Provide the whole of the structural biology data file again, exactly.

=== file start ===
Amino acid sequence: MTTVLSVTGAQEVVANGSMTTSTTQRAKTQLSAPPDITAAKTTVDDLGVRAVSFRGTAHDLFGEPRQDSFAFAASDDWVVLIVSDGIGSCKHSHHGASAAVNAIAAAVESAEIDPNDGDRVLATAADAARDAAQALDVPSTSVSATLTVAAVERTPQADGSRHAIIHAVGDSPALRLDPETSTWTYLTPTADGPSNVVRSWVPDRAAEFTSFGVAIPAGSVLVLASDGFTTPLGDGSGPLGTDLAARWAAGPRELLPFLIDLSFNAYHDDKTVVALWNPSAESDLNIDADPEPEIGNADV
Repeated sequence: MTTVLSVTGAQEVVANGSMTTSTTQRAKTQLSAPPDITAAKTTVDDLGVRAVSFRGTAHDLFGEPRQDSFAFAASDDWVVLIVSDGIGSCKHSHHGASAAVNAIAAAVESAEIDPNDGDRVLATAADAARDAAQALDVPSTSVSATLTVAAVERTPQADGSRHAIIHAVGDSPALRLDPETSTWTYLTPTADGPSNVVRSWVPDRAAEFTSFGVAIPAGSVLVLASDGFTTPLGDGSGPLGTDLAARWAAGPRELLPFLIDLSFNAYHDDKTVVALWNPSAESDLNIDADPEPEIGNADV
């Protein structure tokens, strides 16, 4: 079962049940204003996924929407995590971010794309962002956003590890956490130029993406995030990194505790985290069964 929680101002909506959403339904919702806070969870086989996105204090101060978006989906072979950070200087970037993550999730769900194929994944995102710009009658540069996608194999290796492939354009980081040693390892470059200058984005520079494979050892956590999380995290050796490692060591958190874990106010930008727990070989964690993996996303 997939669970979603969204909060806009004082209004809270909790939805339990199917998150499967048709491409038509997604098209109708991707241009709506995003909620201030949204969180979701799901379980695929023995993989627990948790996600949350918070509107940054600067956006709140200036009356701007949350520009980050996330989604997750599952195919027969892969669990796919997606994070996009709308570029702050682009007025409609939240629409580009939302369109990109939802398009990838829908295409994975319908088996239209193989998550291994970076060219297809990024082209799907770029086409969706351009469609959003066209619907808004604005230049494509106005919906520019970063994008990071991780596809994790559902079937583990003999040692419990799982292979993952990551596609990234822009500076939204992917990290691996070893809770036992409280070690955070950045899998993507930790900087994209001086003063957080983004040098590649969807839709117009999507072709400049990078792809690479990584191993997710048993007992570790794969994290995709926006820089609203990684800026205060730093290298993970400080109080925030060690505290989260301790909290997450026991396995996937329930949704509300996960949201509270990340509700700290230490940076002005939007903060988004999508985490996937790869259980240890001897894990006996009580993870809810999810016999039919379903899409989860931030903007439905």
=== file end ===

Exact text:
Amino acid sequence: MTTVLSVTGAQEVVANGSMTTSTTQRAKTQLSAPPDITAAKTTVDDLGVRAVSFRGTAHDLFGEPRQDSFAFAASDDWVVLIVSDGIGSCKHSHHGASAAVNAIAAAVESAEIDPNDGDRVLATAADAARDAAQALDVPSTSVSATLTVAAVERTPQADGSRHAIIHAVGDSPALRLDPETSTWTYLTPTADGPSNVVRSWVPDRAAEFTSFGVAIPAGSVLVLASDGFTTPLGDGSGPLGTDLAARWAAGPRELLPFLIDLSFNAYHDDKTVVALWNPSAESDLNIDADPEPEIGNADV
Repeated sequence: MTTVLSVTGAQEVVANGSMTTSTTQRAKTQLSAPPDITAAKTTVDDLGVRAVSFRGTAHDLFGEPRQDSFAFAASDDWVVLIVSDGIGSCKHSHHGASAAVNAIAAAVESAEIDPNDGDRVLATAADAARDAAQALDVPSTSVSATLTVAAVERTPQADGSRHAIIHAVGDSPALRLDPETSTWTYLTPTADGPSNVVRSWVPDRAAEFTSFGVAIPAGSVLVLASDGFTTPLGDGSGPLGTDLAARWAAGPRELLPFLIDLSFNAYHDDKTVVALWNPSAESDLNIDADPEPEIGNADV
């Protein structure tokens, strides 16, 4: 079962049940204003996924929407995590971010794309962002956003590890956490130029993406995030990194505790985290069964 929680101002909506959403339904919702806070969870086989996105204090101060978006989906072979950070200087970037993550999730769900194929994944995102710009009658540069996608194999290796492939354009980081040693390892470059200058984005520079494979050892956590999380995290050796490692060591958190874990106010930008727990070989964690993996996303 997939669970979603969204909060806009004082209004809270909790939805339990199917998150499967048709491409038509997604098209109708991707241009709506995003909620201030949204969180979701799901379980695929023995993989627990948790996600949350918070509107940054600067956006709140200036009356701007949350520009980050996330989604997750599952195919027969892969669990796919997606994070996009709308570029702050682009007025409609939240629409580009939302369109990109939802398009990838829908295409994975319908088996239209193989998550291994970076060219297809990024082209799907770029086409969706351009469609959003066209619907808004604005230049494509106005919906520019970063994008990071991780596809994790559902079937583990003999040692419990799982292979993952990551596609990234822009500076939204992917990290691996070893809770036992409280070690955070950045899998993507930790900087994209001086003063957080983004040098590649969807839709117009999507072709400049990078792809690479990584191993997710048993007992570790794969994290995709926006820089609203990684800026205060730093290298993970400080109080925030060690505290989260301790909290997450026991396995996937329930949704509300996960949201509270990340509700700290230490940076002005939007903060988004999508985490996937790869259980240890001897894990006996009580993870809810999810016999039919379903899409989860931030903007439905």